More women are giving birth at an older age; based on the statistics in the Registry of Births and Deaths in Singapore, the median age of mothers increased from 29.4 years in 2006 to 30.5 years in 2015 for first births. For third birth, the median age of mothers has increased to 34.1 years in 2015. About 1,750 births or 4% of babies born in 2015 were to mothers 40 years and above. Moreover, there have been several news of celebrities giving birth over 40, such as Halle Berry at the age of 47, Geena Davis and Kelly Preston at 48 years old. What are the risks of giving birth at an older age and is it really getting easier?
Let’s explore some of the issues for giving birth after 40!
Even though the likelihood of pregnancy increases with medical advancements, the risks of giving birth at an older age remain significant. There are risks associated with getting pregnant, during pregnancy and postpartum delivery.
#1 Harder to get pregnant at an older age
This is due to a woman’s egg supply which decreases significantly with age. Research figures have indicated that women being treated for infertility at 40 years old had a 25% chance of pregnancy (with own eggs) but this percentage dropped to 1.6% by 44 years old. While celebrity news may give an impression that it is common to give birth after 40, it is not always reported whether the birth is from her own eggs or donor eggs. Apart from fewer eggs, the quality of eggs also deteriorate with age.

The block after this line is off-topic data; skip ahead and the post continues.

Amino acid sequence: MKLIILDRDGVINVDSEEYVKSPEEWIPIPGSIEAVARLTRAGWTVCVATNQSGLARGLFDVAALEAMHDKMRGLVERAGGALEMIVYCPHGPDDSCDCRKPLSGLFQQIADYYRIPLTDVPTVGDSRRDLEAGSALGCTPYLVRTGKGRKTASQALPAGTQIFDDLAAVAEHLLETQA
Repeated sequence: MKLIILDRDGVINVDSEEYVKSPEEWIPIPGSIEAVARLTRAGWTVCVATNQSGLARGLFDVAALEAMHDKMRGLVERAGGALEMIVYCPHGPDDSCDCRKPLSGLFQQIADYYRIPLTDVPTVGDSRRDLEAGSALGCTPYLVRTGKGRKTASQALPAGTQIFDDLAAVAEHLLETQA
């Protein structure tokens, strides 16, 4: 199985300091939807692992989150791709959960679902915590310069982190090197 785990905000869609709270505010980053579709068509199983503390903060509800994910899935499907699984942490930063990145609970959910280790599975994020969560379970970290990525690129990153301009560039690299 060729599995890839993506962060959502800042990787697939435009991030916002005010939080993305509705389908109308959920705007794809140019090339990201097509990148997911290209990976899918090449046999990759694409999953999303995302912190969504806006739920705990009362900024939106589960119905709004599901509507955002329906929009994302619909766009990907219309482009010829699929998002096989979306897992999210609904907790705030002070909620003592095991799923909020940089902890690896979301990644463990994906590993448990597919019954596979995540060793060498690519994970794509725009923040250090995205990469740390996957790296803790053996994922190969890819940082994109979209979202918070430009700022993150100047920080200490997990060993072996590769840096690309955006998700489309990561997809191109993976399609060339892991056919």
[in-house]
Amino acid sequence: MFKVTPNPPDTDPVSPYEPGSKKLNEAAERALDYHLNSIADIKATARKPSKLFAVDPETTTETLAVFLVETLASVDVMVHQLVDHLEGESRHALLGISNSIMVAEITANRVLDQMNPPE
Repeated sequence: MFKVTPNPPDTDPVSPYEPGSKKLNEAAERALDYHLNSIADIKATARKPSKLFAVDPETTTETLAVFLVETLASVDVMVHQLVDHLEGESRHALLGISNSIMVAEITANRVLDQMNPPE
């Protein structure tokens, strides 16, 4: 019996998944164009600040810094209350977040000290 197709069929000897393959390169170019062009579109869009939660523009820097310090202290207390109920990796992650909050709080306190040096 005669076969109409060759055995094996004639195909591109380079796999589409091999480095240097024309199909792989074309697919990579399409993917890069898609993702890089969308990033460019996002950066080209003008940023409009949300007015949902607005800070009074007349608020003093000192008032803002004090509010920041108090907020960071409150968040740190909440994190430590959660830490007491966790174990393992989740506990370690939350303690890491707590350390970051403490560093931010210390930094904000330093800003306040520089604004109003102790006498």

#2 Higher risk of chromosomal problems and miscarriage
The risk of chromosomal problems such as Down Syndrome increases with age. The risk of miscarriage increases more than proportionately after 40 years old, and can be more than 50% for women who are 44 years old. The risks are not only associated with the quality of the egg, but also the quality of the sperm. The sperm quality deteriorates with age, and babies born to older fathers are associated with higher risks of Down Syndrome and autism.
#3 Higher risk of low birth weight/ premature baby
The statistics also showed that the rates of stillbirth, low birth weight and preterm delivery increase for older mothers. The health of the mother also plays a role – the risks appear to be higher for mothers who have or at risk of diabetes and high blood pressure.